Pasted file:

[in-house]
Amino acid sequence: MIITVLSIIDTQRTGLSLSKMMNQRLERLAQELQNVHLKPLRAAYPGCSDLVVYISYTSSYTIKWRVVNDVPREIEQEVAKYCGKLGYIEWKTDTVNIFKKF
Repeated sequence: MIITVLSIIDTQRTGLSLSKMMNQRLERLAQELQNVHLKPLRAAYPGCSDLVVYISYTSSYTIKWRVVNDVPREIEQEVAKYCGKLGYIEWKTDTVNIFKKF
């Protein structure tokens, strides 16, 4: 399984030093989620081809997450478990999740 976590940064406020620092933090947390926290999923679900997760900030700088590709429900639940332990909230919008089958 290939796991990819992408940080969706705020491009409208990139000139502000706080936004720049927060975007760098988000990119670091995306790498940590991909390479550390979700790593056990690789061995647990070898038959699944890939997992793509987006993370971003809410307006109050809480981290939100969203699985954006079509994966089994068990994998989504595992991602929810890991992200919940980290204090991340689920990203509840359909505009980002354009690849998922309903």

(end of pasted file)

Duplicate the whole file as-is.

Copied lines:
[in-house]
Amino acid sequence: MIITVLSIIDTQRTGLSLSKMMNQRLERLAQELQNVHLKPLRAAYPGCSDLVVYISYTSSYTIKWRVVNDVPREIEQEVAKYCGKLGYIEWKTDTVNIFKKF
Repeated sequence: MIITVLSIIDTQRTGLSLSKMMNQRLERLAQELQNVHLKPLRAAYPGCSDLVVYISYTSSYTIKWRVVNDVPREIEQEVAKYCGKLGYIEWKTDTVNIFKKF
């Protein structure tokens, strides 16, 4: 399984030093989620081809997450478990999740 976590940064406020620092933090947390926290999923679900997760900030700088590709429900639940332990909230919008089958 290939796991990819992408940080969706705020491009409208990139000139502000706080936004720049927060975007760098988000990119670091995306790498940590991909390479550390979700790593056990690789061995647990070898038959699944890939997992793509987006993370971003809410307006109050809480981290939100969203699985954006079509994966089994068990994998989504595992991602929810890991992200919940980290204090991340689920990203509840359909505009980002354009690849998922309903």